It’s not me, it’s you: The EU-Turkey courtship
By Georgia Logothetis, Managing Dirctor, HALC
“We don’t need EU membership any more,” proclaimed Turkey’s president this week.
That the Turkey-EU relationship has been strained for a while would be an understatement. The accession process began way back in 1987. About 12 years ago, negotiations were started for full membership. Since then, only 1 of 35 Chapters — or conditions — necessary to complete the accession process have been satisfied (relating to science & research).
“Turkey has been moving away from the European Union in leaps and bounds,” said president of the European Commission Jean-Claude Juncker. “That rules out EU membership for Turkey in the foreseeable future.”
To hear Ibrahim Kalin, the president’s spokesperson, describe it, Turkey is almost a blameless actor in the drama. In a piece for the European Council on Foreign Relations, Kalin does his best “alternative facts” impression as he paints the portrait of a blameless Turkey and a vicious, abusive Europe. He refers to Turkey’s “alleged” authoritarian and it’s “supposed drift from Western values,” and calls any attempts to point out the obvious “Turkey-bashing.”
He heaps praise upon Erdogan and scorn upon Europe, and calls on European leaders to “treat Turkey’s elected leaders with due respect” and says that “Turkey-EU relations can be reset only on the foundations of equality, fairness and mutual respect.”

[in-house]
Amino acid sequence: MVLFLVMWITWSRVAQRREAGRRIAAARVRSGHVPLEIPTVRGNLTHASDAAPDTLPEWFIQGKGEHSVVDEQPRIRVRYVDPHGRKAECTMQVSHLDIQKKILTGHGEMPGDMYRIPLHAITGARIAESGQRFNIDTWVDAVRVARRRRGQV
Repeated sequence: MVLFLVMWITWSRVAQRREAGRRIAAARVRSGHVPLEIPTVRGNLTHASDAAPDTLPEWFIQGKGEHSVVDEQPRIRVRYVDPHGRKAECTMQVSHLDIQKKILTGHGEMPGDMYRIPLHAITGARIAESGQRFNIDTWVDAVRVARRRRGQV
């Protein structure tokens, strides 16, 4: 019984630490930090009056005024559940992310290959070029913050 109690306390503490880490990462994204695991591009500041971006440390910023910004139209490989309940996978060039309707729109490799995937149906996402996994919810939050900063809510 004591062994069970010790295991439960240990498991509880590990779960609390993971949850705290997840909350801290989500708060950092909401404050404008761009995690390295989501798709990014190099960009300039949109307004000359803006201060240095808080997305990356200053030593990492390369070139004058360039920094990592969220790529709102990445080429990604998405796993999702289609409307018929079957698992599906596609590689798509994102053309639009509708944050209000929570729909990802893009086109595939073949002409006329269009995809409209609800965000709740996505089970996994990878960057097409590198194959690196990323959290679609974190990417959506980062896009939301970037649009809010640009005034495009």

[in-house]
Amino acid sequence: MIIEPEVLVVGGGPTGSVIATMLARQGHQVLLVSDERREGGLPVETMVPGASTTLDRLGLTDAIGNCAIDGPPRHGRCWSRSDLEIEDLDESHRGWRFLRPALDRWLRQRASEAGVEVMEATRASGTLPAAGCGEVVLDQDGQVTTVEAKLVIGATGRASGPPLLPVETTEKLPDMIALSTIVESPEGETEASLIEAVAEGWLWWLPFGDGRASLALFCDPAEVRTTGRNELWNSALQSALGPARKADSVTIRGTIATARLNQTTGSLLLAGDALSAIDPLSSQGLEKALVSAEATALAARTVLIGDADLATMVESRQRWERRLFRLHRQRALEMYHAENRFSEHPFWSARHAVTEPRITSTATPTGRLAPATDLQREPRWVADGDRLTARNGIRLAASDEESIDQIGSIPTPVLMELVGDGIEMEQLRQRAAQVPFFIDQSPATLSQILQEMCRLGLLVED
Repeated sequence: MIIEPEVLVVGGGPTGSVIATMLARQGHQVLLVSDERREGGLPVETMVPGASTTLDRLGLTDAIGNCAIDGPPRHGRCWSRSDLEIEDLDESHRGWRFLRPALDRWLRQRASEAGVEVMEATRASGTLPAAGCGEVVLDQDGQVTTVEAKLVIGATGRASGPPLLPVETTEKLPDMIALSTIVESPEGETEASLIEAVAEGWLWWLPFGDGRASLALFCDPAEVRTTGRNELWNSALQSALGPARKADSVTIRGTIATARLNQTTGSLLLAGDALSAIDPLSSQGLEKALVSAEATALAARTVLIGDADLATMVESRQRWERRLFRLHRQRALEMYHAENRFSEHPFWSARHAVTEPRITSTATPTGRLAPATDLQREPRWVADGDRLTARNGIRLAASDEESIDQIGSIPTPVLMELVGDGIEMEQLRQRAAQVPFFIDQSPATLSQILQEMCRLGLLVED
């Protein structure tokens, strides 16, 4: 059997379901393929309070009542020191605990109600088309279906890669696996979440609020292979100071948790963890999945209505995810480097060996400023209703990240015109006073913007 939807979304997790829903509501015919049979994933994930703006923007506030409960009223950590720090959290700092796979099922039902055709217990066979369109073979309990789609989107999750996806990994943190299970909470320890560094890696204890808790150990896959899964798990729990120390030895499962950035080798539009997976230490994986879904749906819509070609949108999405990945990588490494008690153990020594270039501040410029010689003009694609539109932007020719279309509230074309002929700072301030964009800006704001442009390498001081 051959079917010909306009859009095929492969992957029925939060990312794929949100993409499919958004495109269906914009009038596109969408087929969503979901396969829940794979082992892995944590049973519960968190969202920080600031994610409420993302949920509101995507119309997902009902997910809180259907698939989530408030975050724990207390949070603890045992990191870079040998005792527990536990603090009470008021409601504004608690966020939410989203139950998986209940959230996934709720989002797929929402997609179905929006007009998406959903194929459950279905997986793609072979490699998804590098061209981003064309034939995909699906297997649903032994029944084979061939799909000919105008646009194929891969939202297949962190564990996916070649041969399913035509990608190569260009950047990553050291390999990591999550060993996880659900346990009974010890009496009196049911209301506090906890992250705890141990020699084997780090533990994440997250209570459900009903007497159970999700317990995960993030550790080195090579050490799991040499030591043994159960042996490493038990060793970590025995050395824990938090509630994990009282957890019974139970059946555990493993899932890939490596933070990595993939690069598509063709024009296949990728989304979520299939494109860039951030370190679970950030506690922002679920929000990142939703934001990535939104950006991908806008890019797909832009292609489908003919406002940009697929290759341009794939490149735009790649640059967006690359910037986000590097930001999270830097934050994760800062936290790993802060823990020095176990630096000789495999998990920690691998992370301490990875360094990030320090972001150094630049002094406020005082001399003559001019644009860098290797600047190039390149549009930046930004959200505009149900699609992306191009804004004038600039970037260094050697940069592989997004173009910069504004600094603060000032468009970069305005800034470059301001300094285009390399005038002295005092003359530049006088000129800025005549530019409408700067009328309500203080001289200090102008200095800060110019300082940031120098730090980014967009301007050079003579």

“Equality, fairness and mutual respect” have been foreign concepts in Erdogan’s Turkey. Erdogan has shown little respect for Germany’s leaders, calling them “Nazis” and labeling them “enemies.” His son, who is involved in politics, called Europeans “infidels” this week. Erdogan, the same leader who proclaimed that “women are not equal to men,” now has the gall to mention “equality.” As for mutual respect, certainly it is a sign of disrespect for Turkey to continue to invade Greece’s airspace. Yesterday alone, Turkey violated Greek airspace 66 times. And who can forget Erdogan threat that “no European in any part of the world [will] walk safely on the streets” if his demands aren’t met.
Europe’s issues with migration and integration are certainly a factor as well, but for Turkey to now cast itself as entirely blameless and claim it doesn’t need Europe is peak Erdogan.
A reset in relations and progress on Turkey’s membership bid won’t happen as long as Erdogan is at Turkey’s helm. Until a more moderate successor is elected, one who values democracy and justice with more than just words, the EU-Turkey relationship will unfortunately remain toxic.